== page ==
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Leif
05-31-2006, 11:12 AM
http://www.wndu.com/news/mommo/052006/mommo_50177.php



Video screens ease burden for students to witness surgery

Posted: 05/26/200603:58 pm
Last Updated: 05/26/200604:57 pm


http://images.wndu.com/news/mommo/pics/pic_50177.jpg


Medical students are now using two state of the art technologies to look over the shoulder of an experienced surgeon

The days of crowding into an operating room are almost gone.

Medical students are now using two state of the art technologies to look over the shoulder of an experienced surgeon.

Doctor Robert Spetzler is one of the world's leading neurosurgeons.

Doctor Spetzler is also a teacher, but his students aren't in the operating room.

They’re down the hall, in a cutting-edge classroom, viewing every detail of the surgery on huge TV screens, and videoconference screens bring students and teachers face to face.

“I can actually make eye contact and get a feel for the question. It’s more of a personal relationship,” said Dr. Spetzler.

The one million dollar system is only at St. Joseph’s hospital in Phoenix.

In the future, this technology will assist ER doctors at other hospitals.
This was the man that did the work inside my spinal cord. If not for him I would have been totally paralyzed by now.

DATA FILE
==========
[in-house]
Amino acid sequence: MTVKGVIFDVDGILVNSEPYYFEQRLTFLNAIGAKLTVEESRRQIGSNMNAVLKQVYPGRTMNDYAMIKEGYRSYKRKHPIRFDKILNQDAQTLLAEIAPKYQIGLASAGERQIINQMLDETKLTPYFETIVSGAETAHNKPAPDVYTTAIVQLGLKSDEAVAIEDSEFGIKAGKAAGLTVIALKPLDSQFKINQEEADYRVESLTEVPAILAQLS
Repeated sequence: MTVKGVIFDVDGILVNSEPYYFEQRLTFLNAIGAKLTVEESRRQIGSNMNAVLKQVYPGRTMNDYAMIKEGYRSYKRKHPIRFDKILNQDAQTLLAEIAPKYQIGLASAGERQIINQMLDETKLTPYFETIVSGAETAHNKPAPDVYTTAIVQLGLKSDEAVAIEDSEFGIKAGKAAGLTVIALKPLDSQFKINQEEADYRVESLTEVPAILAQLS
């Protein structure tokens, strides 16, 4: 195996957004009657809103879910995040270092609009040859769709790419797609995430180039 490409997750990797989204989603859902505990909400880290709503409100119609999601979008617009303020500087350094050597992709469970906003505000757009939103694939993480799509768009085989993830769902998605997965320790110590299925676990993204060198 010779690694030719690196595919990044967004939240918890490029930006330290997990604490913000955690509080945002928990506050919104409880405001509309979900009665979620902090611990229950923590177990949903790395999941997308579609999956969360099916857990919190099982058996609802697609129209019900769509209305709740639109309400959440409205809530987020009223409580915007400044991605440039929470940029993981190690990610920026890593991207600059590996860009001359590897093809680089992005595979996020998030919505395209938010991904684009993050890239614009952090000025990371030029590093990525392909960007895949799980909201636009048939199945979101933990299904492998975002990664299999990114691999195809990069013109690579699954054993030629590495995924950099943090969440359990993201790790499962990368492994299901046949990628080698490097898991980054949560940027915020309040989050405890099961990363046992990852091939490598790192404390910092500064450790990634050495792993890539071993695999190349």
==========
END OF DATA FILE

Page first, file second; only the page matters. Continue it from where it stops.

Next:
Leif
05-31-2006, 11:22 AM
http://www.wqad.com/Global/story.asp?S=4876376&nav=7k8p



Ever think about how surgeons get their training? The days of crowding into an operating room are almost gone. Medical students are now using two state-of-the-art technologies to look over the shoulder of an experienced surgeon.
(Cutting Edge Surgery Education)
("We can turn that light off...")
Dr. Robert Spetzler is one of the world's leading neurosurgeons.
"On this side, we see the third nerve here," he instructs.
Today, he is repairing an aneurysm in this patient's brain.
"You can go ahead and inject," he continues.
Dr. Spetzler is also a teacher at Barrow Neurological Institute at St. Joseph’s Hospital in Phoenix, Arizona.
"Are you doing an ICG?" he’s asked.
"Yes we are, you should see it," he answers.
But his students aren't here in the operating room. They're down the hall, in a cutting-edge classroom --viewing every detail of the surgery on huge t-v screens. They say it's actually better than being there.
"This is pretty cool. I think it is a great opportunity," says Dr. Ruth Bristol, a future neurosurgeon.
Residents used to cram into the operating room to catch just a glimpse of a procedure.
"You are seeing the carodit artery," says Dr. Spetzler.
now microscope cameras capture every nuance and video conference screens bring students and teachers face-to-face.
"I can actually make eye contact and get a feel for the question, it's more of a personal relationship," says Dr. Spetzler.
In the future, the technology will assist e-r doctors at other hospitals.
"What we really do is teach, and this MedPrescence technology extends our ability to teach the world," says Dr. Stephen Papadopoulos, also at the Barrow Neurological Institute.
But for now, the medical students of today are using this new technology to become the surgeons of tomorrow.

The one-point-one million dollar system is only at Saint Joseph's Hospital in Phoenix right now, but will soon be expanding to other teaching hospitals.